On 17 September, the Korn Ferry Institute in collaboration with the Australian Institute of Company Directors released Australian Women CEOs Speak, a report on the development paths, psychometric and leadership traits of 21 Australian women CEOs. The report gives deep insights into the experiences and attributes that have shaped their careers.

Skills of women CEOs

The Korn Ferry Institute analysed assessment data from 1,642 female professionals across the world, including 165 senior executives and 71 CEOs. They found that women who reach the level of CEO are much more likely to score very highly in six key skills of management:

1. Engage and inspire

Female CEOs are 2.64 times more likely to be skilled in creating a climate where people connect with the purpose of the organisation and are motivated to work towards the company’s objectives. The Australian women showed a distinct ability in working with people, valuing trusting and engaging relationships over a commanding style of leadership.

“Coming in to the job – and feeling perhaps more insecure than I should have – I relied on the team. And I learned very quickly that, actually, having an empowered and engaged team is a fantastic way of getting things done.”

2. Develop talent

Developing people so that they can both meet their career goals and contribute to the goals of the organisation was a competency in which women CEOs were 2.62 times more likely to have high scores.

3. Build effective teams


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Being able to assemble and lead teams that employ diverse skills and perspectives to collaborate in order to meet a shared target or achieve a common goal was another key management skill that stood out in the comparison – female CEOs were 2.62 times more likely to score highly in this area.

“I think my biggest skill is an ability to work with people. An ability to build relationships with people, and relationships built on trust, relationships built on can-do that are completely open and transparent.”

4. Direct work

Overall, the women were 2.41 times more likely than middle managers to score highly in being able to provide clear direction, to delegate and to remove obstacles so work can be completed efficiently.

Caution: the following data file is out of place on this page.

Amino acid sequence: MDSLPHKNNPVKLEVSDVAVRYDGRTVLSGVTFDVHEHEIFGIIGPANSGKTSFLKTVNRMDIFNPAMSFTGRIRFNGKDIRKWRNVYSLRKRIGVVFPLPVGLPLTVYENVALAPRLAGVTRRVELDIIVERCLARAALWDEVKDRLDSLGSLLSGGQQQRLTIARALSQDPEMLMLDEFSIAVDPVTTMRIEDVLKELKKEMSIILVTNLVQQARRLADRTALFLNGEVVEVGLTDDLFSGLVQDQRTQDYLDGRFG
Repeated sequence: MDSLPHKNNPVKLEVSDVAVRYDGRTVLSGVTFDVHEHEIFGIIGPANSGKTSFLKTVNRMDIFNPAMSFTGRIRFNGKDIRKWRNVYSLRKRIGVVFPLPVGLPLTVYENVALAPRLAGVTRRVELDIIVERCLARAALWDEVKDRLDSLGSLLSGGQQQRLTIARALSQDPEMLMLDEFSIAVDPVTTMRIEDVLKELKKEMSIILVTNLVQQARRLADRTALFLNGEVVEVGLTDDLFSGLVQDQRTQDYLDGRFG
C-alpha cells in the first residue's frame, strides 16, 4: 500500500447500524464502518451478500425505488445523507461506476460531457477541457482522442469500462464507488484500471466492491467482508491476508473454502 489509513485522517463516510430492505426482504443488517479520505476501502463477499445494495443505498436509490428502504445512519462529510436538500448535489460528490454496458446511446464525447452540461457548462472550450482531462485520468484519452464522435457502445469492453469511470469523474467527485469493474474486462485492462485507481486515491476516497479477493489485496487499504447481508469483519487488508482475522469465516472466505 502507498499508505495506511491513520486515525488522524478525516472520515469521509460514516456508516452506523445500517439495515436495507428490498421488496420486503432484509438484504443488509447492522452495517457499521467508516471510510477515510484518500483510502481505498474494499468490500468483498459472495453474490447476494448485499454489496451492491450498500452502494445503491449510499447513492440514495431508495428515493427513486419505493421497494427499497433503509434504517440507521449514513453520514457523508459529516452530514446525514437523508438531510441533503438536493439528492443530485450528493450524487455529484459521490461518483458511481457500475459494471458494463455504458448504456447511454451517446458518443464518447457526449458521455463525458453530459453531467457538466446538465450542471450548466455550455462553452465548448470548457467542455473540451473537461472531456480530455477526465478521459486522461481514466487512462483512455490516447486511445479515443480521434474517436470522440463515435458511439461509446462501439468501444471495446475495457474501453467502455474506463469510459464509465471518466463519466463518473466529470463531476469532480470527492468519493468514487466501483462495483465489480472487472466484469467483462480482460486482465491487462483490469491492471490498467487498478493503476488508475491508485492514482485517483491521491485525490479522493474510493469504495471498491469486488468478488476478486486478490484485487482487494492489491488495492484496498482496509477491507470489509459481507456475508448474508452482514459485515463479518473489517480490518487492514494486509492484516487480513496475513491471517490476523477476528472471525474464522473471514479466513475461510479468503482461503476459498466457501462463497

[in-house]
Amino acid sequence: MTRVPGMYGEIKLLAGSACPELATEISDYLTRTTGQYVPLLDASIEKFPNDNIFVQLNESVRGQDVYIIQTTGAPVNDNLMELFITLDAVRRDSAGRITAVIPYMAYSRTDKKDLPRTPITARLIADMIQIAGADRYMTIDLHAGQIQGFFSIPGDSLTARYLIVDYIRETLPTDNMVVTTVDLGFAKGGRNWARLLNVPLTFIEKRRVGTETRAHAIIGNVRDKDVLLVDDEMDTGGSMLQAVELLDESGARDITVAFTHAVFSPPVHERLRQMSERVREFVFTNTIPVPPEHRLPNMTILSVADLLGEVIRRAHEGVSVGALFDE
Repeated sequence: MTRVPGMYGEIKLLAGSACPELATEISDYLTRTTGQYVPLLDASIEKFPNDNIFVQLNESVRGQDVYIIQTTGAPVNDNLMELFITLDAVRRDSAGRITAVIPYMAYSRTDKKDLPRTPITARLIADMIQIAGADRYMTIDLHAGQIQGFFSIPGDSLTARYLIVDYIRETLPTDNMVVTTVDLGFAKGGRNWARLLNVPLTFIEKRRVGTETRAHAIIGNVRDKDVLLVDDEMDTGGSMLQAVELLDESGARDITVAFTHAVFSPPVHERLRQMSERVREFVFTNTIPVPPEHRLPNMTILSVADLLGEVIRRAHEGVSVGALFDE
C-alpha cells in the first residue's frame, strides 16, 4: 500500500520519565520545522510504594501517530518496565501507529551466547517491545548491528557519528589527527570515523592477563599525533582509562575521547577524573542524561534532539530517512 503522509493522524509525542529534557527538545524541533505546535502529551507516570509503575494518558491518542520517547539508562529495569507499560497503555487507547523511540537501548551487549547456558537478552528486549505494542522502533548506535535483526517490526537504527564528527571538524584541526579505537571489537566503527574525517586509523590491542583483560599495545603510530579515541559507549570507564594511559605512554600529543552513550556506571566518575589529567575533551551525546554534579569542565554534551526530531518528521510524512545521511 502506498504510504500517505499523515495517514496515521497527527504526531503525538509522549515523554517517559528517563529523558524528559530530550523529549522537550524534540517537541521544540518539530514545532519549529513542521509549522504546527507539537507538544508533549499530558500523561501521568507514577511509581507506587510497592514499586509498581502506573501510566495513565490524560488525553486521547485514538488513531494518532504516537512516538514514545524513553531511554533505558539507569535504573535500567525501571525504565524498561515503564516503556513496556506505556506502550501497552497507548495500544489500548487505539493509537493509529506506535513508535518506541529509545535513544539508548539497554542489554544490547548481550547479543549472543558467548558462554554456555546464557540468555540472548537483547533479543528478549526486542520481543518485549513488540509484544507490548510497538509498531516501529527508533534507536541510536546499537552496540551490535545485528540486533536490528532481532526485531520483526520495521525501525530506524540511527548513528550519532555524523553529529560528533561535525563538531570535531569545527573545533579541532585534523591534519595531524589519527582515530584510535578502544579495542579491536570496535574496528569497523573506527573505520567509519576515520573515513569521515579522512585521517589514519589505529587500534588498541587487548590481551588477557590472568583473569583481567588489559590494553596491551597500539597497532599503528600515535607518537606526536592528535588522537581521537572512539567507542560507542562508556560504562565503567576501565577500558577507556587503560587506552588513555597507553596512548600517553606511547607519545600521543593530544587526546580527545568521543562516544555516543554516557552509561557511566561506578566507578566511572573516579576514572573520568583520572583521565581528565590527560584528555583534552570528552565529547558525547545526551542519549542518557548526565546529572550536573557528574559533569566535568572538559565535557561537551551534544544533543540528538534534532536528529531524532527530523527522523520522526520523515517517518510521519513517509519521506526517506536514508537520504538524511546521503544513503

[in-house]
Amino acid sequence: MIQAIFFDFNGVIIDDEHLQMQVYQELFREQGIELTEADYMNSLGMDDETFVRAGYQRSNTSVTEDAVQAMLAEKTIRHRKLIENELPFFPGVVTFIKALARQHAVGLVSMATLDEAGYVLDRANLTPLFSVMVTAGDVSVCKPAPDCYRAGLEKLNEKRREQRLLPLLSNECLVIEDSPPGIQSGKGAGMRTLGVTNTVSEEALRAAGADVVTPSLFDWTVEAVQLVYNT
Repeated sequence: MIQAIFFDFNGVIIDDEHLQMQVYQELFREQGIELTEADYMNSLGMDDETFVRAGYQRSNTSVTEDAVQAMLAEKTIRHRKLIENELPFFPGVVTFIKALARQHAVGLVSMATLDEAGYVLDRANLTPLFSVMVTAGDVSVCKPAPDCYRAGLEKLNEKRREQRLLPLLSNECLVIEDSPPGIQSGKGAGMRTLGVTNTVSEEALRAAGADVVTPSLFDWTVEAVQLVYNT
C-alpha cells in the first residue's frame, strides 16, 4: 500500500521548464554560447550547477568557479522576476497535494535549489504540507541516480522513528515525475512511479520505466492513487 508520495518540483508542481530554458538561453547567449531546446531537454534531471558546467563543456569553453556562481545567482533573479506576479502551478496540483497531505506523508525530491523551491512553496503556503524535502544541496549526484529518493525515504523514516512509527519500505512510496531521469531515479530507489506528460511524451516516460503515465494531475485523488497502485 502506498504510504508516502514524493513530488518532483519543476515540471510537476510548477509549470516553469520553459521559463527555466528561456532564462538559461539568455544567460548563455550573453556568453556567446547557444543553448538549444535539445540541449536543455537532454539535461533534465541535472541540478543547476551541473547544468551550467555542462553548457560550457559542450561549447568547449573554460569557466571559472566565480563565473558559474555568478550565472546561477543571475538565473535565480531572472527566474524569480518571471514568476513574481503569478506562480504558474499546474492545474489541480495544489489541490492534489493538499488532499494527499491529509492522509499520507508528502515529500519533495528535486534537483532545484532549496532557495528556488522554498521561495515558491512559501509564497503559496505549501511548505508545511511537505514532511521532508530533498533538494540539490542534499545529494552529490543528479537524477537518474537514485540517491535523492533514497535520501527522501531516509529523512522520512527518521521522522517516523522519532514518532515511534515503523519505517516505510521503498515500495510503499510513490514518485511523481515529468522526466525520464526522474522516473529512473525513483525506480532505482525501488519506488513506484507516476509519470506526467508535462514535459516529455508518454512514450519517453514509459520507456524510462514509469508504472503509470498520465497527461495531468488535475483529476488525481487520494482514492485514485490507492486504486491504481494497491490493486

5. Courage

It is an interesting statistic that while the 21 Australian women CEOs featured in the report scored lower in ‘Confidence’ than Korn Ferry’s global CEO benchmark, on average women CEOs overall are 2.33 times more likely to rank highly in their ability to address difficult issues and to voice important concerns.

“Having done many different things now…the little voice in my own head now says, ‘You know you can do this.’ It just takes time, effort, and work and you’ll get there.”

6. Manage ambiguity

In a related observation, women CEOs were more comfortable (2.09 more likely to score highly) in operating even when things are uncertain or the way forward is unclear. The Australian women also had high scores in traits related to ‘Agility’ – taking risks, finding unusual approaches to problems and adapting to changing situations.

The report concludes with a list of recommendations and considerations for organisations on how they can clear roadblocks for talented and capable women. It also provides suggestions for women on steps they can take to develop their skills, to shape their careers through strategic decisions, and how to put themselves forward for new opportunities.

“The business case for diversity at executive and board level has been clearly made. However, despite the wealth of evidence that shows organisations with diverse teams perform better, action on diversity in executive and board ranks remain fragile…We must move on to providing a sturdier structure for women’s advancement in business that allows men and women to succeed and to fail.”

To access the full report, please visit the Korn Ferry Institute website.